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Does CRAVE Improve Our Understanding of the Health Effects of Drinking Coffee?

In 2019 (on National Coffee Day!) the skeptical cardiologist revealed that he was a coffee snob and addict. Despite my love of coffee, as a scientist, I try to approach the health benefits or harms of coffee drinking from a neutral perspective.

A new study on coffee has stirred up the media, the Twitterverse, and possibly Mr. and Mrs. John Public. Is there anything to be learned from it?

My perspective in 2019 was that “although numerous studies have established that coffee consumption is safe (assuming you are not adding titanium dioxide to your cup), the belief that it is bad for you persists in the majority of patients that I see.

While it is possible to adulterate coffee into an unhealthy concoction (see my post on “How Starbucks Is Making Heart-Healthy Coffee Into a Stealth Dessert”) overall coffee is heart-healthy.

Has this new study or any new information since 2019 changed my conclusions?

The coffee and real-time atrial and ventricular ectopy trial: 48 hours on and 48 hours off coffee

The recently published Coffee and Real-time Atrial and Ventricular Ectopy (CRAVE) trial was designed to “assess the acute effects of coffee consumption on cardiac ectopy, physical activity, sleep, and glucose levels by using continuously recording, wearable sensors to assess healthy participants who were randomly assigned to alternate between consuming and avoiding caffeinated coffee.”

Participants were randomly assigned over a 2 weeks period to either drink coffee or abstain for 48 hours. They received text messages with their instructions.

Participants were tricked out to the max with gadgets to measure various things including continuous ECG (Zio patch), their geolocation (?near coffee shops), an accelerometer (Fitbit, for step counts and sleep duration) and a Dexcom G6 for continuous glucose monitoring.

Before reviewing any of the outcomes of this trial I see so many limitations as to render the results meaningless.

First, this is a highly select group of participants who were willing and eager to subject themselves to this protocol. One-third were Asian. Whether this applies to the general population or any individual is unclear Second, there is no direct measurement of coffee or caffeine consumption. The authors, aware of this limitation, employed four (weak) methods for assessing compliance. Third, the accuracy of Fitbit wrist devices for sleep duration is questionable. Fourth, participants were unblinded to coffee or no coffee. Fifth, people don’t consume coffee for two days on, then two days off. The experiment is not mimicking the real-world use of coffee. External validity is extremely limited.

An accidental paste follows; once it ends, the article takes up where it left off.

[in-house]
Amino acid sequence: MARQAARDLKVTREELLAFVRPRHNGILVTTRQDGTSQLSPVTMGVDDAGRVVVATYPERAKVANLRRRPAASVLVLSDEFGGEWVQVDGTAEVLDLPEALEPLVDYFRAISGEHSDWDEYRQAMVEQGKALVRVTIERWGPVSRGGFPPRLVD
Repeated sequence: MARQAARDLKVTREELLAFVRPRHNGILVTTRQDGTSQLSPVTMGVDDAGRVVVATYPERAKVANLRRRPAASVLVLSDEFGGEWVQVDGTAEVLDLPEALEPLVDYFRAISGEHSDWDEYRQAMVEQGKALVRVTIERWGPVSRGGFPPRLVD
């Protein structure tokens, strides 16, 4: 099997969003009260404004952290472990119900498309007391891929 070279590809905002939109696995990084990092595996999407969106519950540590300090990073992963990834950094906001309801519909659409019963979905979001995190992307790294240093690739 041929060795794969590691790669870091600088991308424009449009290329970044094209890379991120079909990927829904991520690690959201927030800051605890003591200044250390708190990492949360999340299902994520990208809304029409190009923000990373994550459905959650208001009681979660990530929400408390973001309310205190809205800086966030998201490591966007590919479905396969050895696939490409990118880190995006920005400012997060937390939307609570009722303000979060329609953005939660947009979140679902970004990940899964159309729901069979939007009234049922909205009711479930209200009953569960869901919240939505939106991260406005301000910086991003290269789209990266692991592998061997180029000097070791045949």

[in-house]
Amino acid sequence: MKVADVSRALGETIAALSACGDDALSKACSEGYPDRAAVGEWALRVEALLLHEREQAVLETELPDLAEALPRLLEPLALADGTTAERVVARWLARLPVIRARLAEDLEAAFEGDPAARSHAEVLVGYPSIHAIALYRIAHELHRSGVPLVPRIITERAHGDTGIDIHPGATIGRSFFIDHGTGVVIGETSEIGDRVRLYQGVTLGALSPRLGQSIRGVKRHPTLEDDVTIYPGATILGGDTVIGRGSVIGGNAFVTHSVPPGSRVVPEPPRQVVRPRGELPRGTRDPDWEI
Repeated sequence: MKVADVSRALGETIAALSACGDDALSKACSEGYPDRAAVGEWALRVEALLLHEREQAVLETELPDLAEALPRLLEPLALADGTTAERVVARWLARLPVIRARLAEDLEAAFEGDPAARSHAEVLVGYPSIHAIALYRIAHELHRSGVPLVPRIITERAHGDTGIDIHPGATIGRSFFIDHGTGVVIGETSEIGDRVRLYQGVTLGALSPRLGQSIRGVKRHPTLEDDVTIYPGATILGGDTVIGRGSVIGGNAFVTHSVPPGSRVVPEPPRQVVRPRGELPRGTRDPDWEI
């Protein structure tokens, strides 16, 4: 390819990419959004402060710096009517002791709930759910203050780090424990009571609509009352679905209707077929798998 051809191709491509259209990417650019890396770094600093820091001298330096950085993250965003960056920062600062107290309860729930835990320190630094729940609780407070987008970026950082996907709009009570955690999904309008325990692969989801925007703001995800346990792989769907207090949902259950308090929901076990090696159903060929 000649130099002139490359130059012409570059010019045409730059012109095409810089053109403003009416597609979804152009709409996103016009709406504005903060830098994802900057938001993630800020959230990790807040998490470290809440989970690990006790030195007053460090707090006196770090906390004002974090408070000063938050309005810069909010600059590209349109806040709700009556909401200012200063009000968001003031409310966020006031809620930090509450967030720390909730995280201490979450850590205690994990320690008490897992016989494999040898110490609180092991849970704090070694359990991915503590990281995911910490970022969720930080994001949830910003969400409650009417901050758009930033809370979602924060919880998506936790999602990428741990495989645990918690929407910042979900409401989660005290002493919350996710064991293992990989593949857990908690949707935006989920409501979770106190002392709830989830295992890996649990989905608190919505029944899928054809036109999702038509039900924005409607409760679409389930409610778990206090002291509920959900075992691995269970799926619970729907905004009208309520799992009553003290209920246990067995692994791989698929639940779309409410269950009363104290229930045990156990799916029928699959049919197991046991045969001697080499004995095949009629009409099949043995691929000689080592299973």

What was found: More Steps and Less sleep

The author’s summary of their conclusions:

Among 100 healthy adults, “the consumption of caffeinated coffee did not result in more daily premature atrial contractions than the avoidance of caffeine. Our results further suggest that both assignments to daily coffee consumption and greater-than-normal coffee consumption were associated with more recorded daily steps taken, fewer minutes of sleep per night, and potentially more daily premature ventricular contrac- tions among persons who consumed more than one coffee drink per day.”

Given the limitations I have cited, all of these conclusions must be taken with a grain of Kosher salt.

But let’s assume that these volunteers were able to follow the text message instructions and not give in to the intense discomfort of caffeine withdrawal. It does not surprise me at all that upon resuming coffee consumption after 2 days of abstention that one would be more active. Personally, I am stimulated to walk/run/exercise when I get overcaffeinated. This would be exacerbated after withdrawal.

The variation in sleep duration could occur in a cycle of on caffeine and off caffeine, especially if the caffeine consumption was late in the day but again, this is not a real-world scenario.

Palpitations and Caffeine: Individual Level Findings

As to variations in PACs and PVCs, I don’t think this changes or informs the science in this area or my conclusions from 2019 due to the marked limitations of the study.

For more information on palpitations, PVCs, and the value of self-monitoring see my post describing in detail how one patient demonstrated very clearly the influence of caffeine on his heart rhythm.

Despite the absence of a demonstrable relationship between the frequency of extra-systoles and habitual caffeine consumption in the general population, I am convinced that PVCs in certain individuals (including myself) are triggered by higher levels of caffeine. Such a relationship is revealed by the type of self-experimentation performed by my reader.


In contrast to what the public believes, the scientific evidence very consistently suggests that drinking coffee is associated with living longer and having fewer heart attacks and strokes. Multiple publications in major cardiology journals in the last few years have confirmed this.
You can read the details here and here. The bottom line is that higher levels of coffee consumption (>1 cup per day in the US and >2 cups per day in Europe) are NOT associated with:

Higher levels of coffee consumption compared to no or lower levels ARE  associated with:

Idiosyncratically Yours,


N.B. All the studies showing the benefits of coffee consumption cited above are observational studies and come with the known limitations of these trials.

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